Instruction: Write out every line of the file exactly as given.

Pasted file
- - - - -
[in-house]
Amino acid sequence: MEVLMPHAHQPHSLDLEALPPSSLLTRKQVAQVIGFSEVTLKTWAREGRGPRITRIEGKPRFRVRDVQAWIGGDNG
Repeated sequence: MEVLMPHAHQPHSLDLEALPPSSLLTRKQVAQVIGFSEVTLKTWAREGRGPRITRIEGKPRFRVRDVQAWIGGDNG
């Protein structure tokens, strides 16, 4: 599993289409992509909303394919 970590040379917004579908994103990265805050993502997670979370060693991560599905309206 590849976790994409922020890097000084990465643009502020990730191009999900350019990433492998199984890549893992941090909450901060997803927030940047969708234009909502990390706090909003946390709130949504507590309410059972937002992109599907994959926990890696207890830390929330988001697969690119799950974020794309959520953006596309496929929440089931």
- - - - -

[in-house]
Amino acid sequence: MEVLMPHAHQPHSLDLEALPPSSLLTRKQVAQVIGFSEVTLKTWAREGRGPRITRIEGKPRFRVRDVQAWIGGDNG
Repeated sequence: MEVLMPHAHQPHSLDLEALPPSSLLTRKQVAQVIGFSEVTLKTWAREGRGPRITRIEGKPRFRVRDVQAWIGGDNG
């Protein structure tokens, strides 16, 4: 599993289409992509909303394919 970590040379917004579908994103990265805050993502997670979370060693991560599905309206 590849976790994409922020890097000084990465643009502020990730191009999900350019990433492998199984890549893992941090909450901060997803927030940047969708234009909502990390706090909003946390709130949504507590309410059972937002992109599907994959926990890696207890830390929330988001697969690119799950974020794309959520953006596309496929929440089931």